2008 Lemelson-MIT Student Prize Finalist
|Courtesy of Manu Prakash
As a child growing up in the crowded metropolitan mega-cities of India, Prakash had a strange fascination with fire. Every year he would eagerly wait for summer vacation, when his family would take a trip to the countryside to visit his grandmother, so his imagination could light-up. His most memorable childhood constructions included contact-fuse rockets that exploded upon hitting the ground and scaled down models of tanker ships to study oil spills in open waters, complete with fire and explosions. His work on oil spills was recognized early on by Xerox India.
As time passed, Prakash became more serious about matching his craving for invention to the needs of society. As a native of India, he witnessed firsthand the power of technology as a means of social change. “Growing up in a developing country truly sensitizes you to the need to solve social and technological problems our society currently faces,” explained Prakash. He drew much of his inspiration from his mother (who is a teacher) and his older brother, who was willing to share the blame when things went wrong in an experiment.
Engineering seemed to be an obvious next step for Prakash. For his undergraduate work, he chose Indian Institute of Technology (IIT) in Kanpur, where he pursued a bachelor’s degree in computer science and engineering. His true interests however, lied in the realms of traditional engineering and physics. Gradually, Prakash started spending more time in the machine shop instead of the air-conditioned computer labs, which raised a few eyebrows including the Dean's. Prakash then worked at the robotics center at IIT Kanpur, where he built omni-directional walking robots and developed algorithmic approaches in order to construct new mechanical transmissions.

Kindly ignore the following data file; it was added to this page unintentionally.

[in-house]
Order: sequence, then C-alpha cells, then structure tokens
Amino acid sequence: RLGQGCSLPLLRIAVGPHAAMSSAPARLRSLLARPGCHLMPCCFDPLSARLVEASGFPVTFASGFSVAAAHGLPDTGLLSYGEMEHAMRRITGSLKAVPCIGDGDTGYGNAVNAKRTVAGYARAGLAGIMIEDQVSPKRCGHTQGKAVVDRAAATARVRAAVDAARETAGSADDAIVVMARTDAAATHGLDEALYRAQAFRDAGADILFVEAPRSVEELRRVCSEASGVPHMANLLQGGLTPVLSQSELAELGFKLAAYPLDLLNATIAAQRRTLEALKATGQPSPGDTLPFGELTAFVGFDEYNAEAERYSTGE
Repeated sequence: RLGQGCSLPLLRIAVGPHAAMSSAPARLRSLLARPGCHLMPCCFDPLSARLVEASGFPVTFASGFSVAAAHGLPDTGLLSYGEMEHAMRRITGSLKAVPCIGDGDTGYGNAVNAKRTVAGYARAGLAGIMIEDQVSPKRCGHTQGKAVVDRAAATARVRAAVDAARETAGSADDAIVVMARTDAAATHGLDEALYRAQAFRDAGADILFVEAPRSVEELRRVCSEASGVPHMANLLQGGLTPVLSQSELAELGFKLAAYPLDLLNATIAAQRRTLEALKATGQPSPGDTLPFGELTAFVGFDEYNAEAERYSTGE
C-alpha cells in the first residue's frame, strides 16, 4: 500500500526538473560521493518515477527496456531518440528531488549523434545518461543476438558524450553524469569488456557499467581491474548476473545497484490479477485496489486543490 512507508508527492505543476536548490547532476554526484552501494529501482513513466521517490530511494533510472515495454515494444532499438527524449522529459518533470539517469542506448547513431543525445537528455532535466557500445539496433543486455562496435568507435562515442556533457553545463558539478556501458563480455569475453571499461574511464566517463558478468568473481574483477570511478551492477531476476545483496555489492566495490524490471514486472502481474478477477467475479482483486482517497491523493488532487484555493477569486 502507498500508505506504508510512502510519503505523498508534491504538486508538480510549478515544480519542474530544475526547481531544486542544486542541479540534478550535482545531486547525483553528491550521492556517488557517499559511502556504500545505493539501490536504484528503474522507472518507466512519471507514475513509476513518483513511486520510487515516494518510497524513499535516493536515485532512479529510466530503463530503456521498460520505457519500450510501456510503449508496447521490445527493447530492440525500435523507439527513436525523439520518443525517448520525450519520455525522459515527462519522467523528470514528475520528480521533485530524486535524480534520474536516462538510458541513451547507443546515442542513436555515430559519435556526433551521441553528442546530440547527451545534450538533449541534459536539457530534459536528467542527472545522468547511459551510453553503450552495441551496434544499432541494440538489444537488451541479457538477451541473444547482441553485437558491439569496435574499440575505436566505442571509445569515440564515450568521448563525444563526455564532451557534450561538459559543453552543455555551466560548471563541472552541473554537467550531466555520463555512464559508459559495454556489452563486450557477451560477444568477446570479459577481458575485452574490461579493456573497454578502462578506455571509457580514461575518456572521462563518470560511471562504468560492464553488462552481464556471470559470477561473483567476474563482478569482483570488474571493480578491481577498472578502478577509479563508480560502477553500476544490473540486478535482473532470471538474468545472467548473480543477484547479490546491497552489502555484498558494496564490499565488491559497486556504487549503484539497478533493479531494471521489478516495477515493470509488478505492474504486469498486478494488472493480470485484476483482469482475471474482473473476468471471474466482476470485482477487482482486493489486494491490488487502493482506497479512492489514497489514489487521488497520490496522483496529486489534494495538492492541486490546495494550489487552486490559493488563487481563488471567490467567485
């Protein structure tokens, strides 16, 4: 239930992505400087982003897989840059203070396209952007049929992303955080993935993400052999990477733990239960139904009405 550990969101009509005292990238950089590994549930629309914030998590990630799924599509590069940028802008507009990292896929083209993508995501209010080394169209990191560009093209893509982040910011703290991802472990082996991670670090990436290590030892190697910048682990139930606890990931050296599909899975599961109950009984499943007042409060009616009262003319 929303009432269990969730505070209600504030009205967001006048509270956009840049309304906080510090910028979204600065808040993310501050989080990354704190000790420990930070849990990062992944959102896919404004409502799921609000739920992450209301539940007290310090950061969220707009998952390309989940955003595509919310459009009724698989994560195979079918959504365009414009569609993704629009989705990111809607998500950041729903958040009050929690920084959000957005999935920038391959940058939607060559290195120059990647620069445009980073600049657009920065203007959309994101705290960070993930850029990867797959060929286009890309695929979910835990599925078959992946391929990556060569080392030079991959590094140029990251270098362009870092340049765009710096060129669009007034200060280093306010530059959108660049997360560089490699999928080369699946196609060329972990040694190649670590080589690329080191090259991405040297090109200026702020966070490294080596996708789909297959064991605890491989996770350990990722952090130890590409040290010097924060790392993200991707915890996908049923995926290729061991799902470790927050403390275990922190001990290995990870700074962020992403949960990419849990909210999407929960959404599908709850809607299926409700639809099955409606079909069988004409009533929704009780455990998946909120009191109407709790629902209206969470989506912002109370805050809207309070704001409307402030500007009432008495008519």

From the beginning, Prakash was passionate about supporting and instilling the “inventive bug” in others. In 2002, he started a novel toy design contest open to all engineering schools in India. For fun, while studying traditional toys, he invented robotic “katpulti,” in an attempt to make the slowly fading art of puppet dance from western India popular again and was then granted his first Indian patent.
Now, Prakash is a Ph.D. candidate at MIT’s Media Lab and Center for Bits and Atoms, where he also earned his master’s degree. Prakash holds several patents and pending patent applications for his work that has been highlighted in numerous national and international journals including Science and Nature.
Prakash's most notable invention is “Bubble Logic,” an all-fluidic system to control sub-nanoliter quantities of biological and chemical reagents in microfluidic devices. Working with bubbles may sound childish, however, Prakash has helped to pioneer a new paradigm in fluid control by exploiting these bubbles to construct fluidic circuits that mimic computer circuitry. “Bubble Logic merges chemistry and computation, allowing a digital bit to carry a chemical payload. This approach removes the distinction between materials in a reaction and mechanisms to control them,” explained Prakash.